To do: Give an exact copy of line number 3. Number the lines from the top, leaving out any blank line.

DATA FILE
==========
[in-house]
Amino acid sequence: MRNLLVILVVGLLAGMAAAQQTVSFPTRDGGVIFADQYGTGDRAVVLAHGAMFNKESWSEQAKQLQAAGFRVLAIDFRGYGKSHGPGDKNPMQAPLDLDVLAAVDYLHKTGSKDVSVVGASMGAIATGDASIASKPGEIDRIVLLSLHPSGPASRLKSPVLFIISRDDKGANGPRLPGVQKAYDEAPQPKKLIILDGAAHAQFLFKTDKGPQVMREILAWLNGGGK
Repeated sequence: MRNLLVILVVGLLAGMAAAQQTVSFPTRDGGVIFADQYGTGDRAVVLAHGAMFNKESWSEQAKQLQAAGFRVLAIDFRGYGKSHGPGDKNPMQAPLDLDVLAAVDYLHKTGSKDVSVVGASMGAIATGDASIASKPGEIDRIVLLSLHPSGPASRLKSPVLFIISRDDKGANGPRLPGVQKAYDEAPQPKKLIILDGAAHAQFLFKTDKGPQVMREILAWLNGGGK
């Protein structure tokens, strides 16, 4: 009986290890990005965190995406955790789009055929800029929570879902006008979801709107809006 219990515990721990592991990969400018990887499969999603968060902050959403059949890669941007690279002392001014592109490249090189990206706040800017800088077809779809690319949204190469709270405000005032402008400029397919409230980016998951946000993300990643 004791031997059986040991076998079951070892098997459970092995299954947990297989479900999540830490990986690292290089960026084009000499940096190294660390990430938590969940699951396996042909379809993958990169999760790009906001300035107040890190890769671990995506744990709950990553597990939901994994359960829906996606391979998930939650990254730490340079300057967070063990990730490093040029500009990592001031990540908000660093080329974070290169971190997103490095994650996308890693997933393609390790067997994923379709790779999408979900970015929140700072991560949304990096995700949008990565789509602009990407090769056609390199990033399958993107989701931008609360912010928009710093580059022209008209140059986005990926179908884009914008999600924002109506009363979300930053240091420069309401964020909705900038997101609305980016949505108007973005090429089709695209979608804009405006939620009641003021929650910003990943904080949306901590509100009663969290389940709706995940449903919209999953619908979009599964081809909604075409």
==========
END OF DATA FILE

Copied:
Repeated sequence: MRNLLVILVVGLLAGMAAAQQTVSFPTRDGGVIFADQYGTGDRAVVLAHGAMFNKESWSEQAKQLQAAGFRVLAIDFRGYGKSHGPGDKNPMQAPLDLDVLAAVDYLHKTGSKDVSVVGASMGAIATGDASIASKPGEIDRIVLLSLHPSGPASRLKSPVLFIISRDDKGANGPRLPGVQKAYDEAPQPKKLIILDGAAHAQFLFKTDKGPQVMREILAWLNGGGK